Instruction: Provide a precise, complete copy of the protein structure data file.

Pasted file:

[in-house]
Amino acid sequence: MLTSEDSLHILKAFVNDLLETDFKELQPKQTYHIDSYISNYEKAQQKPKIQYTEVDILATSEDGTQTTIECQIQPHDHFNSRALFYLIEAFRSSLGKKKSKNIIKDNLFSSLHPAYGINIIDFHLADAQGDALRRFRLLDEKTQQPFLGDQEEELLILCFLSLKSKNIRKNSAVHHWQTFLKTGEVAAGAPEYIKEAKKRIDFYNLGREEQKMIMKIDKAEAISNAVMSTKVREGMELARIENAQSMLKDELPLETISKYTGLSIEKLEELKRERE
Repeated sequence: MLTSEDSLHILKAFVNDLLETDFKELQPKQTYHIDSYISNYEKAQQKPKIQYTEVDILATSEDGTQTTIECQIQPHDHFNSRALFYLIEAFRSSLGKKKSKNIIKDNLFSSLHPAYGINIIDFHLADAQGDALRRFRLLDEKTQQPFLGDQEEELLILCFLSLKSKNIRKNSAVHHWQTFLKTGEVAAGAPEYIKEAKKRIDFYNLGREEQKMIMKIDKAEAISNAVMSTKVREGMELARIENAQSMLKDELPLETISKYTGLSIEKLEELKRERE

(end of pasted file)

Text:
[in-house]
Amino acid sequence: MLTSEDSLHILKAFVNDLLETDFKELQPKQTYHIDSYISNYEKAQQKPKIQYTEVDILATSEDGTQTTIECQIQPHDHFNSRALFYLIEAFRSSLGKKKSKNIIKDNLFSSLHPAYGINIIDFHLADAQGDALRRFRLLDEKTQQPFLGDQEEELLILCFLSLKSKNIRKNSAVHHWQTFLKTGEVAAGAPEYIKEAKKRIDFYNLGREEQKMIMKIDKAEAISNAVMSTKVREGMELARIENAQSMLKDELPLETISKYTGLSIEKLEELKRERE
Repeated sequence: MLTSEDSLHILKAFVNDLLETDFKELQPKQTYHIDSYISNYEKAQQKPKIQYTEVDILATSEDGTQTTIECQIQPHDHFNSRALFYLIEAFRSSLGKKKSKNIIKDNLFSSLHPAYGINIIDFHLADAQGDALRRFRLLDEKTQQPFLGDQEEELLILCFLSLKSKNIRKNSAVHHWQTFLKTGEVAAGAPEYIKEAKKRIDFYNLGREEQKMIMKIDKAEAISNAVMSTKVREGMELARIENAQSMLKDELPLETISKYTGLSIEKLEELKRERE